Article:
We are coming out of a truly wonderful worship series that we called “We Are Manchester.” Over these past few weeks, we have heard from so many different people and celebrated so many different ministries! In fact a long-time member stopped me last Sunday to say that the sermons of this series should be somehow grouped together and offered to people looking for a church home, since they paint such a vivid picture of who this congregation is and why we do what we do. What a great idea!
As we continue to ride on the energy of that series, our next series will hopefully be the perfect compliment. It is going to be called “This Is My Story: Giving Witness to Christ in the World.” This series will focus on how we each share our faith story in the world around us, offering our witness to what God is doing in our lives. Having spent the last month celebrating our congregation, who we are and what we do, we might think of this next series as exploring how each of us can invite others to be a part of the remarkable things going on here.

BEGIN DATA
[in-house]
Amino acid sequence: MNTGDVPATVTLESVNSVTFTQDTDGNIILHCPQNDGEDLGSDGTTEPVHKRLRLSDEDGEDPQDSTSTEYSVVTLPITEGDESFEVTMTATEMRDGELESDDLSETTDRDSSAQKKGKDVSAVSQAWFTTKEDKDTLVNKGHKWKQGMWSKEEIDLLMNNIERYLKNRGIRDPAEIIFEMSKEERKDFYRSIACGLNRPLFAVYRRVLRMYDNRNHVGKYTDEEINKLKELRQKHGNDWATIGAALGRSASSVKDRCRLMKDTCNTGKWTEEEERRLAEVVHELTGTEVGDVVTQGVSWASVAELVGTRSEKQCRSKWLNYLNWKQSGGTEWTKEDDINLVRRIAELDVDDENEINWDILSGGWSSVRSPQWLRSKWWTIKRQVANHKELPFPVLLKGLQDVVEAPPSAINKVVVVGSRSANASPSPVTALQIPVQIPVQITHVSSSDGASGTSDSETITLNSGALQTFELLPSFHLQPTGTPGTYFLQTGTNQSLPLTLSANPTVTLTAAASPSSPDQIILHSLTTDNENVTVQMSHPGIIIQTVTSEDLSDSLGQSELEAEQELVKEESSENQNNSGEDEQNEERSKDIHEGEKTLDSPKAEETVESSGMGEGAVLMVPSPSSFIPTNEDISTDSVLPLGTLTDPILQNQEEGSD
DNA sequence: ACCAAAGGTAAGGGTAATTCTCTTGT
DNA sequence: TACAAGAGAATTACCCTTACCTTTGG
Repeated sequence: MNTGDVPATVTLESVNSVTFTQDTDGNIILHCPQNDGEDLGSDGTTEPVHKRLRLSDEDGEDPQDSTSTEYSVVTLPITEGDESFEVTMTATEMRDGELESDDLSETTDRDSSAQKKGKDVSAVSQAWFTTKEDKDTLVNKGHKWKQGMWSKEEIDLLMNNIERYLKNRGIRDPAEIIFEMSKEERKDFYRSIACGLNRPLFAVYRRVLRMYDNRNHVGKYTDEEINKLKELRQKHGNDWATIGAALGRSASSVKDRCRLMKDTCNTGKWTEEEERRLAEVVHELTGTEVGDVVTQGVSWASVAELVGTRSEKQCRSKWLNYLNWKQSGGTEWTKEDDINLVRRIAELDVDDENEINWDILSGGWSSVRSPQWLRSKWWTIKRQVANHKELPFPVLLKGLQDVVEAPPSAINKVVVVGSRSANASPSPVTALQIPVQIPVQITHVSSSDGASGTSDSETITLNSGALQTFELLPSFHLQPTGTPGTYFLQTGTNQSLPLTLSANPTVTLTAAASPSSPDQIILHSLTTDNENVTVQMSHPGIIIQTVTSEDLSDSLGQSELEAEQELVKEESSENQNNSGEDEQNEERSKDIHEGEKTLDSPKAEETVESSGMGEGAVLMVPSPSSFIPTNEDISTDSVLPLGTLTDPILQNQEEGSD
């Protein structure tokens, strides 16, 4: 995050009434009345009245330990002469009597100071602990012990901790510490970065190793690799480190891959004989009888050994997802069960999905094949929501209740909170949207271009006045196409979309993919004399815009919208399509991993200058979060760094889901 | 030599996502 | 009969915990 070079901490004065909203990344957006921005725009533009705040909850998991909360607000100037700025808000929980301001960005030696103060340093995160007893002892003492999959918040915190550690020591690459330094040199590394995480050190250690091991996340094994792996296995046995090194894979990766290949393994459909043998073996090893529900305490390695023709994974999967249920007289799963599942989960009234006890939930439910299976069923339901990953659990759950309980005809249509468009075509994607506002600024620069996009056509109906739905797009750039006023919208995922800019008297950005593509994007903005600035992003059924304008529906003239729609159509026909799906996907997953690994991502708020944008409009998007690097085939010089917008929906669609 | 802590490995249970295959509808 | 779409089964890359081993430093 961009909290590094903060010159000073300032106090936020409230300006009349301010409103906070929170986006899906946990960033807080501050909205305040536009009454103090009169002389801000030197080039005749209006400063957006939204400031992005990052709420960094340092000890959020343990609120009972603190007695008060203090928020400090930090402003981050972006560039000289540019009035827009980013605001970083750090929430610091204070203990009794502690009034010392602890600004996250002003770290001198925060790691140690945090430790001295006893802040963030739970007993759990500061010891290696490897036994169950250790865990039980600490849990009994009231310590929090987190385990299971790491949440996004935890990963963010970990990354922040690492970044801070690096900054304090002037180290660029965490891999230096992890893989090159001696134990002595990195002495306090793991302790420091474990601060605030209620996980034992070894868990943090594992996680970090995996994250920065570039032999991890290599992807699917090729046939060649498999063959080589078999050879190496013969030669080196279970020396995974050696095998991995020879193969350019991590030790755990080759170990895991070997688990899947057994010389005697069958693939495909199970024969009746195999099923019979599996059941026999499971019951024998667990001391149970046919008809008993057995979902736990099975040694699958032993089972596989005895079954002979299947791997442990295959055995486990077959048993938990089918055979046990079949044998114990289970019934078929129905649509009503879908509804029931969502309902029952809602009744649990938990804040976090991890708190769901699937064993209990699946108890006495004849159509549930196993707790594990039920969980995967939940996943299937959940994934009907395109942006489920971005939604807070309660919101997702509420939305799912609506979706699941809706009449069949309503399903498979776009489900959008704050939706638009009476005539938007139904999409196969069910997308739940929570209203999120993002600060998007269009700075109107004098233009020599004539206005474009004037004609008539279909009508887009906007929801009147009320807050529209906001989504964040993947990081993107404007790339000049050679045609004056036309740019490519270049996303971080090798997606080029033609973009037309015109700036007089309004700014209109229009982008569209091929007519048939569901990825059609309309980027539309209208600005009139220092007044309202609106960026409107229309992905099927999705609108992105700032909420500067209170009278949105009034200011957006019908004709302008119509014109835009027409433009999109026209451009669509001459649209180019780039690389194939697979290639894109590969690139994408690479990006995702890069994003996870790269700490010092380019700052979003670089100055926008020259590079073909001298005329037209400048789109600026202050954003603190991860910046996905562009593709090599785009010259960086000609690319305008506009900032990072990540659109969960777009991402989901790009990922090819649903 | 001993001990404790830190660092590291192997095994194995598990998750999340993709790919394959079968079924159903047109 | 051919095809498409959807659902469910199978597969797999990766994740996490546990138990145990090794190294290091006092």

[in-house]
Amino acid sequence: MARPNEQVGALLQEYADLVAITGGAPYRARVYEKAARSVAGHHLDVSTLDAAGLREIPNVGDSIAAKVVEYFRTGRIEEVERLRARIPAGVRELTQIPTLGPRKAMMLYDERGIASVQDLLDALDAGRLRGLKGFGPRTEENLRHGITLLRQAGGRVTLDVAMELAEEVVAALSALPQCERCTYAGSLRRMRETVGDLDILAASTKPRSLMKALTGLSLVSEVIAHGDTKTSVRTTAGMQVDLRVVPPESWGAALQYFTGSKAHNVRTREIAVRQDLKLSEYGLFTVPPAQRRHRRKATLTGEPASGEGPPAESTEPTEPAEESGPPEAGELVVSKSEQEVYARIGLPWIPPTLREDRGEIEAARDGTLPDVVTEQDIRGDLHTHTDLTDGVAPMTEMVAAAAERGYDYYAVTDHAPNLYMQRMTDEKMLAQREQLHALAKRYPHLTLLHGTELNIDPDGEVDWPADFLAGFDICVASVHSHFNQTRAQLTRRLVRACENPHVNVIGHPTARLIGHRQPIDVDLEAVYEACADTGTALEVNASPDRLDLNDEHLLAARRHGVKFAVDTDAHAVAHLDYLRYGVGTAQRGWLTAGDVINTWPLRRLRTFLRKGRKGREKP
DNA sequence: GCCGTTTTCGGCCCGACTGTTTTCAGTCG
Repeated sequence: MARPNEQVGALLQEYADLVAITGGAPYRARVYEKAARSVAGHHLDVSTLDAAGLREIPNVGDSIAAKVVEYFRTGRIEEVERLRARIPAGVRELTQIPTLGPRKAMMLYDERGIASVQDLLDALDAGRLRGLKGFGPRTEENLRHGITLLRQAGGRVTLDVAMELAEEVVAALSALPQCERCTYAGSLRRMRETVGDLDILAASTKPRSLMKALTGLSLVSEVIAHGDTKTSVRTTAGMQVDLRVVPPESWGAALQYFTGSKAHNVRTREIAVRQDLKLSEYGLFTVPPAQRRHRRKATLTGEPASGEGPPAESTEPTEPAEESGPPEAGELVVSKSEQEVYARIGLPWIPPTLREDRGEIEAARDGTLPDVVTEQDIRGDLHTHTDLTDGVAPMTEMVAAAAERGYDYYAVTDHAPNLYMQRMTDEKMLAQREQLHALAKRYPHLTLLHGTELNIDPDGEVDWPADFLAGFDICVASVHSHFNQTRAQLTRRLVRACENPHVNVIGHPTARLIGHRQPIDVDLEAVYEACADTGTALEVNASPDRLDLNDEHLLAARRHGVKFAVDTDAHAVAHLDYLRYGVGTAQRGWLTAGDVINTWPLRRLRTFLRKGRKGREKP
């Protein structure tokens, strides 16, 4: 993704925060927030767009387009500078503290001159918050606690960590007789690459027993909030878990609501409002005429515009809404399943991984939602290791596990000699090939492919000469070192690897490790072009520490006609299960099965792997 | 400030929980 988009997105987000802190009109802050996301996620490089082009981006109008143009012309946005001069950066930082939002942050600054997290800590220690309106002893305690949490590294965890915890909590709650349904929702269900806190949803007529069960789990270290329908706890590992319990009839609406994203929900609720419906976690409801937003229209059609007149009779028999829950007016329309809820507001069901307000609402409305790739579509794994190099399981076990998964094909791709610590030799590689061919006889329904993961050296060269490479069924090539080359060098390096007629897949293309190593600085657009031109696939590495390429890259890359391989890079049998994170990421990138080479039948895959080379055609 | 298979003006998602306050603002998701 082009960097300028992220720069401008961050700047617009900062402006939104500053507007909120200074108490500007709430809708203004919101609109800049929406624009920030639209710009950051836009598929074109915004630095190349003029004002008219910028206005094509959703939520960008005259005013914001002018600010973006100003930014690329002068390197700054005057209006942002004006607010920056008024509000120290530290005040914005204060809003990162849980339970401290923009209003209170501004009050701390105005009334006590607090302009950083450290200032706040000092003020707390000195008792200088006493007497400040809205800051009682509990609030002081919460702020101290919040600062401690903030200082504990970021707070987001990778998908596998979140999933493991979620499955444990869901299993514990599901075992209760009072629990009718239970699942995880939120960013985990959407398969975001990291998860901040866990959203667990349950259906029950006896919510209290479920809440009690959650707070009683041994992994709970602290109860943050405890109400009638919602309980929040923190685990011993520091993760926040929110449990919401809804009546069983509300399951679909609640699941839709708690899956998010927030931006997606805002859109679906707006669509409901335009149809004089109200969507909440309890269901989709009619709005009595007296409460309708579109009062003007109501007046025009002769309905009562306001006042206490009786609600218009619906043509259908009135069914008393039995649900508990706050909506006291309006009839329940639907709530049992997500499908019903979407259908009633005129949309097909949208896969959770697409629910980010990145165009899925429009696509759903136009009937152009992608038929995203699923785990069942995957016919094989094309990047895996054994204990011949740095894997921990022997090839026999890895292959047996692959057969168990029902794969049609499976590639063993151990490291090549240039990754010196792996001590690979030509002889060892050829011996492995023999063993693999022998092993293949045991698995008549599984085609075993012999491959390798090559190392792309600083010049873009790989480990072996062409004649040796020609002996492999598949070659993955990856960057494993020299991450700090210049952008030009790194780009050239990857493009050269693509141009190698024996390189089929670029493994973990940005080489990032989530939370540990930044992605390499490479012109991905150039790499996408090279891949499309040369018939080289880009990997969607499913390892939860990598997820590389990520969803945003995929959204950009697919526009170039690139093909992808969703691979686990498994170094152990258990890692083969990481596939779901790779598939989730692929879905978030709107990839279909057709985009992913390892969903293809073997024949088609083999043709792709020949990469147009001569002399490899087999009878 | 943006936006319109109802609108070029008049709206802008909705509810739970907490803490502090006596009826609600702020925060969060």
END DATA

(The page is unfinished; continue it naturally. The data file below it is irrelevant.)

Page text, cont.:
How we talk about our faith matters. One of our membership vows is to participate in the ministries of the church by our witness, meaning our testimony, our faith story. This series will think about the importance of sharing our faith story and offer some practical tips to help people develop that skill.
Spoiler alert: it isn’t as hard as you may think it is!
We will start by focusing on the passage of Scripture known as “The Great Commission.” Matthew 28 represents the final words of Jesus to his disciples, after his resurrection and before his ascension. It is referred to as a “commission” because it is a command to act. In this case it is a command to go into the world, to baptize, and to teach others about the love of Jesus.
It is interesting to me that another definition of “commission” in the Merriam-Webster is “authority to act for, in behalf of, or in place of another.” Now, that is something worth thinking about! What if we think about “The Great Commission” as a charge to act on behalf of Jesus? Would this passage maybe become less a rallying cry for conversion of people and more an invitation to be present in the world with the same grace, peace, and love with which Jesus conducted himself?
As the old hymn says, “This is my story! This is my song! Praising my Savior all the day long!” I’ll see y’all in church!